Thursday, September 03, 2009

A Cup of Comfort for Breast Cancer Survivors

A Cup of Comfort for Breast Cancer Survivors
Adams Media, Avon, MA and

Review by Rene Schwiesow

It is a yearly inconvenience, the mammogram. First one, then the other breast clamped in between cold plates, flattened, not into a pancake, but a crepe. Yet it is this yearly inconvenience that offers the authors of “A Cup of Comfort for Breast Cancer Survivors,” the opportunity to share their stories. As the subtitle says, the book is full of inspiring words that celebrate the courage and triumph of woman, man, family and friends over breast cancer. Here, the saying it takes a village to raise a child expands itself into it takes a village to birth a new life, to grow in ways previously unimagined as these woman have.

My initial reaction to the first few stories was fearful and sad and sitting in the doctor’s office waiting for a routine check-up, I wondered if bringing the book to read had been a grave mistake. I mean who wants to read about long-term illness, about loss of hair, about painful recovery when waiting to see a doctor? Indeed, who wants to read such material anytime? Yet, though tears leaked their way out and rolled down my cheeks despite my attempts at swiping them away, it only took those first few tales to uncover the real story and the depth of honesty brought realization. The depth of honesty made it very clear that the common bond those diagnosed with breast cancer have is one that will never be severed. These are soul sisters who can and do show us how to live.

A few years ago, I was excited to have two out-of-state girlfriends visit me. We spent a couple of relatively sleepless days in laughter, playing tourist, rehashing old parties, sharing stories about our children in preschool, then elementary school and beyond. On the last of our evenings together while we sat on my screen porch, each wrapped in a blanket on a crisp October evening, two of us received the news that the third had breast cancer. She was clear and articulate in her goal of overcoming the dreaded diagnosis. Her breast cancer had been detected in the very early stages and treatment allowed us to be together again, just two years ago. This book is a legacy for the millions of women who share her story.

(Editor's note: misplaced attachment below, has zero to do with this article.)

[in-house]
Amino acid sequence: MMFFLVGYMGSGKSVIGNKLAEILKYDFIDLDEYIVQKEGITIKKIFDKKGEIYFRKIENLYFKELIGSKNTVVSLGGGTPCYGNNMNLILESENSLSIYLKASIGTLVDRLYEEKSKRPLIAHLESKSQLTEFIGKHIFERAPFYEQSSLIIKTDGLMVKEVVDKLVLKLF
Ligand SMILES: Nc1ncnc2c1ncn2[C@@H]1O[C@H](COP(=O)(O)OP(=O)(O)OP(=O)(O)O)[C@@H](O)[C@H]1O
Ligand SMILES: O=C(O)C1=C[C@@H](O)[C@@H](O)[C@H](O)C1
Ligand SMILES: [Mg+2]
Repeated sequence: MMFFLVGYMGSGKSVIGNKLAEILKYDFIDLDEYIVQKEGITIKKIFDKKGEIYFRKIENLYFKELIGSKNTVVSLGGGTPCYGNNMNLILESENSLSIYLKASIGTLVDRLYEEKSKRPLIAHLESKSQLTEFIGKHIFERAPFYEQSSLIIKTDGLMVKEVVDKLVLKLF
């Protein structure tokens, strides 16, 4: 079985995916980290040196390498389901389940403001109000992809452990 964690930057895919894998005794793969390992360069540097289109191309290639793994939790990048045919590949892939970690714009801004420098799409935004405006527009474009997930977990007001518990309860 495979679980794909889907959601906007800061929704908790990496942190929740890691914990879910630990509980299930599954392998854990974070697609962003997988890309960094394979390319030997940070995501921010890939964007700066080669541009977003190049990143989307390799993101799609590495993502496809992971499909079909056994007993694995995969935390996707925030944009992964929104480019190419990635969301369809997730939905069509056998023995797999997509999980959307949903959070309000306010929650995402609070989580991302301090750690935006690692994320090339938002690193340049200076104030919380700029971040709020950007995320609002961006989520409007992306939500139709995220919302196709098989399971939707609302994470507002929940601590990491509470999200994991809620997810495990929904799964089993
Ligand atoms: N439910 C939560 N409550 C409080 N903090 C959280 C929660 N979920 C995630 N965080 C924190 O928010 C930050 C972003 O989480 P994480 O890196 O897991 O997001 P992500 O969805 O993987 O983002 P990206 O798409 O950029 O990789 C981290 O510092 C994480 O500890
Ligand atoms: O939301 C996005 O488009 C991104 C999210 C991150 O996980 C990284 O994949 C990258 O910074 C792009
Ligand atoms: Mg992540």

Maria Judge, who was born in Germany and raised in Ireland, Chili and India, is a Boston area writer and survivor of breast cancer. In her story, between the covers of this Cup of Comfort book, Maria writes with conviction and courage. She tells the tale experienced by many who sit in the chemo chair, while red poison flows into them, killing deadly cancer cells but leaving them weak and without hair. Maria speaks candidly but with humor about confronting her hair loss, preparing herself to let go of her tresses bit by bit, about the process of acceptance and the vulnerability and insecurity one goes through to get there. She not only writes it, but also lived it admirably. With love, support, Dove bars and Dolly Parton wigs, Maria survived her deepest fears and while she may sport a few physical scars, she spins any psychological trauma into reminders that she has endured, and that not even the tears, could scar her survivor spirit.

But before you write this off as a chick-book, the men that have put pen to the page in this book will set you off on another swell of emotion. These men are the wind beneath the wings of their cancer diagnosed wives, mothers or girlfriends. And they are a reminder to all of us that breast cancer is not just a woman’s disease. It is a disease that affects all members of a person’s family as well as their co-workers and friends. It does, indeed, take a village and what an inspiration these stories are for us to embrace those who are part of our lives. What an inspiration for all of us to live now, in the moment, when it counts.

Rene Schwiesow, co-owns an online poetry forum ( and is a co-host for The Art of Words: Mike Amado Memorial Poetry Series in Plymouth, MA. Rene can be reached at

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